When SpaceX’s Falcon Heavy rocket finally takes off for the first time, a debut now scheduled this fall, there’s a good chance the commercial heavy-lifter will falter short of reaching orbit, company founder and chief designer Elon Musk said last week.
The oft-delayed test flight of SpaceX’s largest rocket to date, and the most powerful present-day launcher, will take off from pad 39A at NASA’s Kennedy Space Center in Florida, a storied seaside facility that served as the departure point for Apollo moon landing missions and most of the space shuttle’s trips into orbit.
SpaceX has not released a target launch date for the Falcon Heavy’s first flight, but the company expects it to be ready to take off before the end of December, around four years later than the rocket’s originally planned debut.
The rocket’s development proved more challenging than anticipated, Musk said July 19 at the International Space Station Research and Development Conference in Washington.
“I think Falcon Heavy is going to be a great vehicle,” Musk said. “There’s just so much that’s really impossible to test on the ground, and we’ll do our best. It actually ended up being way harder to do Falcon Heavy than we thought.”
Made up of three modified rocket cores derived from SpaceX’s current Falcon 9 rocket family, the Falcon Heavy will blast off with 27 Merlin 1D main engines, nine each on a central stage and two side-mounted boosters.
“At first it sounds real easy, you just stick two first stages on as strap-on boosters, but then everything changes,” Musk said. “All the loads change, aerodynamics totally change. You’ve tripled the vibration and acoustics. You sort of break the qualification levels on so much of the hardware.”
The two side boosters on the first flight are reused Falcon 9 rocket stages that flew on missions last year, but with aerodynamic nose cones. The core booster, which is also based on the Falcon 9 design, is a new build, fitted with mounting brackets, attachment mechanisms and structural enhancements to accommodate the extra stress of a Falcon Heavy launch.
“The amount of load you’re putting through that center core is crazy because you’ve got two super-powerful boosters also shoving that center core, so we had to redesign the whole center core airframe,” Musk said. “It’s not like the Falcon 9 because it’s got to take so much load. Then you’ve got separation systems.”
The side boosters will jettison from the Falcon Heavy’s core around two-and-a-half minutes after liftoff, then return to land at Cape Canaveral Air Force Station, where SpaceX is upgrading its rocket landing zone for two simultaneous touchdowns.
Meanwhile, the center booster will continue firing a bit longer before switching off its nine Merlin engines and dropping back through the atmosphere for a landing on SpaceX’s rocket recovery barge in the Atlantic Ocean.
An upper stage similar to the Falcon 9’s will take over to drive into orbit. SpaceX has not disclosed the exact profile for the Falcon Heavy’s inaugural flight, but it is expected to include multiple firings of the second stage’s single Merlin engine to demonstrate in-space maneuvering required on future missions by the heavy-duty launcher.
The demonstration flight will not carry a customer payload.
“Falcon Heavy requires the simultaneous ignition of 27 orbit-class engines,” Musk said. “There’s a lot that can go wrong there.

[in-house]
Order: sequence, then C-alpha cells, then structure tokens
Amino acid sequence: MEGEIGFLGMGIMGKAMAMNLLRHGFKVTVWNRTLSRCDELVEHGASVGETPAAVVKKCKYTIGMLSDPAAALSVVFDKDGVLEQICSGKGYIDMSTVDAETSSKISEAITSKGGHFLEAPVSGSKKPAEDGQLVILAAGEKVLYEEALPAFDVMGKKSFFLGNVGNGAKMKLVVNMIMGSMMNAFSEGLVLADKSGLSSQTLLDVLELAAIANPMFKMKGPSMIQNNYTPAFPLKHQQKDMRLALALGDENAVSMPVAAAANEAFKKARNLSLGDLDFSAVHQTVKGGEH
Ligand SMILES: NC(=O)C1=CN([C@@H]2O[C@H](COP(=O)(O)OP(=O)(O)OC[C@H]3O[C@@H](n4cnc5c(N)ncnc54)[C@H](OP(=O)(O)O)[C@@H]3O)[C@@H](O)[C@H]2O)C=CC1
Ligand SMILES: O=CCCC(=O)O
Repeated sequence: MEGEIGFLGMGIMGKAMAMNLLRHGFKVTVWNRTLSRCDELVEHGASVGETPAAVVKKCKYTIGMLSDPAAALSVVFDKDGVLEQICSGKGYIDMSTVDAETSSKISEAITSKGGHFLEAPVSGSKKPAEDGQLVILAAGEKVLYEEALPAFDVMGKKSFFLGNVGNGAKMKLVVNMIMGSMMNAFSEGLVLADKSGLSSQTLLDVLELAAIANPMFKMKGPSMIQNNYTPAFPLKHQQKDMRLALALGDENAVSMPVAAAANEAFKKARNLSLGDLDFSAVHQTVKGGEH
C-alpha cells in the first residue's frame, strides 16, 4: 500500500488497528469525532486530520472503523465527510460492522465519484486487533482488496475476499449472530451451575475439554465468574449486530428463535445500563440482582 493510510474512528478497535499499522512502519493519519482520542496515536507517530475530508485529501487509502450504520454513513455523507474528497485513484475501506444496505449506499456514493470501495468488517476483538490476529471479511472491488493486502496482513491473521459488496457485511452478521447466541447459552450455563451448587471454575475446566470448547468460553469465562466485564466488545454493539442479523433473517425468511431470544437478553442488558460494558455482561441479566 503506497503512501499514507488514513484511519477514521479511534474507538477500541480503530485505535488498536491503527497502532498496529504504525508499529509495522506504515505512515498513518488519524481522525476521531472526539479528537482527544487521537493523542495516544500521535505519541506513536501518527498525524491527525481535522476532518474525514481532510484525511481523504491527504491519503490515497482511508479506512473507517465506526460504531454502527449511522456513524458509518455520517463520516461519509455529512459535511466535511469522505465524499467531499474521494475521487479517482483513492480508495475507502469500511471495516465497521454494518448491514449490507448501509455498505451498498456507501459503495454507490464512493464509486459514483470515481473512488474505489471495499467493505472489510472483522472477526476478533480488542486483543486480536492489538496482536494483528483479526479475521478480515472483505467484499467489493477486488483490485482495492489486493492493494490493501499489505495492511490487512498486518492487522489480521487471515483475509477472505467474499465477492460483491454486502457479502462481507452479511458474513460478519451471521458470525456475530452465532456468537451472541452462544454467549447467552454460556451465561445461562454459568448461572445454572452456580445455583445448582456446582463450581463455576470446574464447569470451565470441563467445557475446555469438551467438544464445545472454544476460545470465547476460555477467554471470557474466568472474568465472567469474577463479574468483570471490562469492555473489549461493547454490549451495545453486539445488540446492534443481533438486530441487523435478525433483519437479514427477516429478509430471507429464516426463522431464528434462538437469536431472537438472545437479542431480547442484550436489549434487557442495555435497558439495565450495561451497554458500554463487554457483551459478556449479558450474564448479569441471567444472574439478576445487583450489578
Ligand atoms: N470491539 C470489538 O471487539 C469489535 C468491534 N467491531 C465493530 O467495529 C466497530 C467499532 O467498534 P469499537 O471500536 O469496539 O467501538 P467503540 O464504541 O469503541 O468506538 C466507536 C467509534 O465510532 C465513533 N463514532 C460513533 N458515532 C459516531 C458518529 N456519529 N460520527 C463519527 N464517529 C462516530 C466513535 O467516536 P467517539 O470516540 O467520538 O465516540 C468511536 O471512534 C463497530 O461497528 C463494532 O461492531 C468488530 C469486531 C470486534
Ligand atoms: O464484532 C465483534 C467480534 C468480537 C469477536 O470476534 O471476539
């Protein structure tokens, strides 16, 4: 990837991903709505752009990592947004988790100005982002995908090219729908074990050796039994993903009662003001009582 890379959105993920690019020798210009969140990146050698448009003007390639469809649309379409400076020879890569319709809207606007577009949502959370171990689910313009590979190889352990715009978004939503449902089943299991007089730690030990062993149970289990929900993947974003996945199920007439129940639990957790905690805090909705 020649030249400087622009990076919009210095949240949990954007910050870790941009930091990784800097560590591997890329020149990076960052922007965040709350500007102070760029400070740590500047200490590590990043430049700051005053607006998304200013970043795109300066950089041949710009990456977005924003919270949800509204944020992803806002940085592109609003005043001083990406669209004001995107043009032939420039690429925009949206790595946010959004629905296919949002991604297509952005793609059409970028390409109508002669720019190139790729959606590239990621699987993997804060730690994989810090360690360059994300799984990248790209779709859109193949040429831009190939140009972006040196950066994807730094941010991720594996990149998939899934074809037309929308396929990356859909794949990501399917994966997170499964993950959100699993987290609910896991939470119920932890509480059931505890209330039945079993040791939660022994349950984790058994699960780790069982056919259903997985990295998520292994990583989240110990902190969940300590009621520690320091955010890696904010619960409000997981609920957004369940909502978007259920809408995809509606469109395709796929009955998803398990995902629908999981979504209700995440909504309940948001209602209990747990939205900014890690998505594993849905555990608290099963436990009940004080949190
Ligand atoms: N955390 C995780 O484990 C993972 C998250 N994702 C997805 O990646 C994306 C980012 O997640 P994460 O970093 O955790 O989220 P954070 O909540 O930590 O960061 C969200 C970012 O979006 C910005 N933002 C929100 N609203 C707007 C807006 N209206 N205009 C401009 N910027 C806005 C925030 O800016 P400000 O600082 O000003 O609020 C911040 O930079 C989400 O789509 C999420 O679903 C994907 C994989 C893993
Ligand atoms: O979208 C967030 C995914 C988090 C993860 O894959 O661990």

“I encourage people to come down to the Cape to see the first Falcon Heavy mission,” he added, hinting at the riskiness of the launch. “It’s guaranteed to be exciting.”
Before rolling the Falcon Heavy out to pad 39A, SpaceX will have tested each of the three boosters individually. But a hotfire test at pad 39A in the run-up to the maiden flight will be the first time all 27 engines will ignite in unison, building up to 5.1 million pounds of combined thrust.
SpaceX does not have a test stand at its Central Texas development site to support such a high-thrust firing.
“This is one of those things that’s really difficult to test on the ground,” Musk said. “We can fire the engines on the ground, and we can try to simulate the dynamics of having 27 instead of nine booster engines, and the airflow as it goes through transonic (as it exceeds the speed of sound). It’s going to see heavy transonic buffet. How does it behave at Max-Q (maximum dynamic pressure)?
“There’s a lot of risk associated with Falcon Heavy, a real good chance that that vehicle does not make it to orbit,” Musk said, referring to the inaugural test launch. “I want to make sure to set expectations accordingly. I hope it makes it far enough beyond the pad so that it does not cause pad damage. I would consider even that a win, to be honest.”
The Falcon Heavy will weigh more than 3.1 million pounds (1.4 million kilograms) fully loaded with kerosene and liquid oxygen propellants and stand more than 229 feet (70 meters) tall.
“The nice thing is when you fully optimize it, it’s about two-and-a-half times the payload capability of a Falcon 9,” Musk said. “It’s well over 100,000 pounds to LEO (low Earth orbit) of payload capability, 50 tons. It can even get up a little higher than that if optimized.”
If the demo mission gets off the ground successfully by the end of this year, two more Falcon Heavy flights are on the books in the first half of 2018, both from Florida.
SpaceX will shift its Florida launch operations to nearby pad 40 as soon as September to allow construction crews to finish readying pad 39A for the Falcon Heavy. The upgrades include beefing up the transporter-erector, which holds the rocket as it climbs on rails up the ramp leading from SpaceX’s hangar to the pad 39A launch mount, then doubles as an umbilical tower during countdowns.
Crews this summer are repairing pad 40 after a SpaceX rocket exploded there last September, severely damaging the launch complex and forcing the company to shift all its Florida liftoffs to pad 39A.
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